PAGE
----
If I owned a station, I’d sell gas at \$2.13 8/10 just for a hoot. I think the customers would get the joke and appreciate it. But I’d have to get the 8/10 numbers custom made. Actually, it might be quite expensive, the pumps might not be able to be so calibrated. Does anyone know?

The pumps here in New York are digital, for the majority that I’ve seen. So you could probably charge \$2.17 37/164.

I’d go to that station.

As I posted back in 2002:

Which state is sold by the round number? Sorry but I viewed the thread and it was inconclusive to me at this hour. Thanks

So do other countries use this practice? We certainly do in the UK - back when we used to buy petrol by the gallon it would be £2.299 per gallon (or whatever) and now it’s sold in litres it is 82.9p (or whatever) per litre. The signs always say “.9” rather than “[sup]9[/sup]/[sub]10[/sub]”, though.

Incidentally, doesn’t the “mil” (i.e. 1/10 cent) have legal status in the USA? I’m sure I read that somewhere. However, the fact that 1/10 penny has no legal standing in the UK doesn’t seem to stop the petrol companies doing it.
Just a thought… assuming the pump rounds down values of .1 to .4 of a penny and rounds up those from .5 to .9, shouldn’t we all be buying petrol only in certain multiples?

1 litre = 82.9p. You pay 83p
2 litres = 165.8p. You pay £1.66
3 litres = 248.7p. You pay £2.49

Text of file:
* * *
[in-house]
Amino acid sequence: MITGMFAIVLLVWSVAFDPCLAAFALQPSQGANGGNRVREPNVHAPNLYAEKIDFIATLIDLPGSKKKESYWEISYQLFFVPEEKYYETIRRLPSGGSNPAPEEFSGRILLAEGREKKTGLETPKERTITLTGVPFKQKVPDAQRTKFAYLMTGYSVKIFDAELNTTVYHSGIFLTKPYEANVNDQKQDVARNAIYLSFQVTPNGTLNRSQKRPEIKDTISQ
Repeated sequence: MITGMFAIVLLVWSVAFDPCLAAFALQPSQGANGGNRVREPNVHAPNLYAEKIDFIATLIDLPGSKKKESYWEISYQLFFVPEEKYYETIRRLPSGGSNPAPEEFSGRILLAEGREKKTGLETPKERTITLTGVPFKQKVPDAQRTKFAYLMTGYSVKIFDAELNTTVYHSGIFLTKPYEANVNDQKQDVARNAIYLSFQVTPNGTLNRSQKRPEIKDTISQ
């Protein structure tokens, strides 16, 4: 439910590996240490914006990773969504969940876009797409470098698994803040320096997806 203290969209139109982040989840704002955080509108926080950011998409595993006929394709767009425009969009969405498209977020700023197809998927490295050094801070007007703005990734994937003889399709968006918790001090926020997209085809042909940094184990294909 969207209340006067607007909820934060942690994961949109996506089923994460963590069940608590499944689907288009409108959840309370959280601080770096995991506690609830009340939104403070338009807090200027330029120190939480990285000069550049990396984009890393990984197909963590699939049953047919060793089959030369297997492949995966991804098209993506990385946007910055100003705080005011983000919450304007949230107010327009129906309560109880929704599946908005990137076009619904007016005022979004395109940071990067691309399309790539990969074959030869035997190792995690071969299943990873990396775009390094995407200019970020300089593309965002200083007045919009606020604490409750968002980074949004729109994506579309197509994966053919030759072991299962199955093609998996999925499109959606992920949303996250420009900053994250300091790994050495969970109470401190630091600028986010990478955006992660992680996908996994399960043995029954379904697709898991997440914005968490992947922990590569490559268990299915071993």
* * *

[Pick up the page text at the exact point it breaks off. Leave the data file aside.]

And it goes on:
.
.
6 litres = 497.4. You pay £4.97, saving 0.4 pence! That’ll show 'em

From the cited site:

I think it was the individual states that used to issue mills, the practice ended in
the late 40s, early 50s. I remember seeing red and blue ones, one was .1 cent and the other was .5 cents.

What we really need in the US is a 99 cent piece.

There have never been mill coins in the U.S. (at least Cecil says so); it seems to have been a unit for calculating taxes, with the resulting amount getting rounded to the nearest full cent.

The .9 cents prices are very common in Germany as well, and they’re always in decimal format (i.e. .9, not 9/10). Regarding why this practice is so widespread, I think groman hit the nail: The first station to change would suffer disadvantages. People have been so accustomed to the nine tenths of a cent you’d need a massive advertising campaign to tell them you’re marketing your gasoline at full cent prices; if you drop the custom, you lose 0.9 cents on every gallon/litre sold without getting the advantage of winning customers because they wouldn’t realize you’re cheaper.

Yes, though the U.S. Mint has never issued currency with that fine a resolution. (Some state governments have, as others have just mentioned, but I don’t think any do currently.) From the U.S. Coinage Act of 1792:

The term disme, however, doesn’t appear to have caught on like the Founding Fathers had hoped.

Nevertheless, the term “dime” appears on all the US 10-cent coins that I have seen.

It’s purely about the psychology of the purchase.

\$2.39 9/10 is the most you can charge (in tenths of cents) without people thinking “There is no way I’m going to pay \$2.40 for a gallon of gas.”

When most people look at the number, they see \$2.3–, because they are so accustomed to seeing the nines. There is a psychological difference between \$2.30 0/10 and \$2.29 9/10, and that psychological difference is worth more than 1/10 of a cent. There is also a psychological difference between \$2.30 0/10 and \$2.39 9/10, but it is worth less than 9 9/10 cents.